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Acta Neurochir Suppl. 2011;109:97-102. doi: 10.1007/978-3-211-99651-5_15.

Implementation and preliminary clinical experience with the use of ceiling mounted mobile high field intraoperative magnetic resonance imaging between two operating rooms.

Author information

  • 1Department of Neurological Surgery, Washington University School of Medicine, Campus Box 8057, 660 S. Euclid Avenue, St. Louis, MO 63110, USA. chicoinem@wudosis.wustl.edu

Abstract

OBJECTIVE:

Intraoperative magnetic resonance imaging (ioMRI) provides immediate feedback and quality assurance enabling the neurosurgeon to improve the quality of a range of neurosurgical procedures. Implementation of ioMRI is a complex and costly process. We describe our preliminary 16 months experience with the integration of an IMRIS movable ceiling mounted high field (1.5 T) ioMRI setup with two operating rooms.

METHODS:

Aspects of implementation of our ioMRI and our initial 16 months of clinical experience in 180 consecutive patients were reviewed.

RESULTS:

The installation of a ceiling mounted movable ioMRI between two operating rooms was completed in April 2008 at Barnes-Jewish Hospital in St. Louis. Experience with 180 neurosurgical cases (M:F-100:80, age range 1-79 years, 71 gliomas, 57 pituitary adenomas, 9 metastases, 11 other tumor cases, 4 Chiari decompressions, 6 epilepsy resections and 22 other miscellaneous procedures) demonstrated that this device effectively provided high quality real-time intraoperative imaging. In 74 of all 180 cases (41%) and in 54% of glioma resections, the surgeon modified the procedure based upon the ioMRI. Ninety-three percent of ioMRI glioma cases achieved gross/near total resection compared to 65% of non ioMRI glioma cases in this time frame.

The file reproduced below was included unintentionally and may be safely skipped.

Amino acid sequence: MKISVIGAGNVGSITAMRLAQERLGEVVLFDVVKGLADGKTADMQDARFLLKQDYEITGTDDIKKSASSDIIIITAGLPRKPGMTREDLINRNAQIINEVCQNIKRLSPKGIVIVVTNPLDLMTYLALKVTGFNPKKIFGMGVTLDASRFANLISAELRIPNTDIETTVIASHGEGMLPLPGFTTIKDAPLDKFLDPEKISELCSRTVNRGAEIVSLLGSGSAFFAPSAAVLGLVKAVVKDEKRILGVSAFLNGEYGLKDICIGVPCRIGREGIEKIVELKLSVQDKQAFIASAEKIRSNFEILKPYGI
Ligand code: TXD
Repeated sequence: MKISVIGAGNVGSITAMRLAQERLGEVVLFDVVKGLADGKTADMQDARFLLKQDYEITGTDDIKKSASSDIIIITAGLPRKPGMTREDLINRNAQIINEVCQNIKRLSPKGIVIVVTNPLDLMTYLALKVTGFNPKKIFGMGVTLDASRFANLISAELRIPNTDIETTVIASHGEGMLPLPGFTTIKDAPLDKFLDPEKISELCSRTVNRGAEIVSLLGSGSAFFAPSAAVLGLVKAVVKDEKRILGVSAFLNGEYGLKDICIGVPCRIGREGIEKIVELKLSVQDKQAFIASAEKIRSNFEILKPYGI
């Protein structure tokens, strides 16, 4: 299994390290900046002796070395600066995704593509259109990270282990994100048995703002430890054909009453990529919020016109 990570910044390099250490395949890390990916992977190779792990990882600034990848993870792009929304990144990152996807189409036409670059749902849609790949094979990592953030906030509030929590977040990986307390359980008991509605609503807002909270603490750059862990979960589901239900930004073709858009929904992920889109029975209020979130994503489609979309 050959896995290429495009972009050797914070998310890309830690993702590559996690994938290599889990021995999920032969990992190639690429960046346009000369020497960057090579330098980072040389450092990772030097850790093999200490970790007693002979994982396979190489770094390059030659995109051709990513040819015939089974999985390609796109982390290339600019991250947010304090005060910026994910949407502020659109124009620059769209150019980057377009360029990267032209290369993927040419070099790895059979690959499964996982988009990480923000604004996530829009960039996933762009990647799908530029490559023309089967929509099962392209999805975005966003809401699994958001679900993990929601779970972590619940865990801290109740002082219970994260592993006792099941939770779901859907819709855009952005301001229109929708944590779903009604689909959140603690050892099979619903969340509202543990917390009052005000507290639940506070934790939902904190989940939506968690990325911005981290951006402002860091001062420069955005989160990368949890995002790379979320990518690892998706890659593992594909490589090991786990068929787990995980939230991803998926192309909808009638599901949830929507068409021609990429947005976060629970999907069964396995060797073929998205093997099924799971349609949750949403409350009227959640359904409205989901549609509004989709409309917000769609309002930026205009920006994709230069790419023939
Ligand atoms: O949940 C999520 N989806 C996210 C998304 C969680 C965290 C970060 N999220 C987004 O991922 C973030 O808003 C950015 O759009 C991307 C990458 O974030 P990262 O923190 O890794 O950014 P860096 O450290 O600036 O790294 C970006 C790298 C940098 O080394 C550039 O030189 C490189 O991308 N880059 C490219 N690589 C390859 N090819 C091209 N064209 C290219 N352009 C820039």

CONCLUSION:

A movable high field strength ioMRI can be safely integrated between two neurosurgical operating rooms. This strategy leads to modification of the surgical procedure in a significant number of cases, particularly for glioma surgery. Long-term follow up is needed to evaluate the clinical and financial impact of this technology in the field of neurosurgery.

PMID:
20960327
[PubMed - indexed for MEDLINE]
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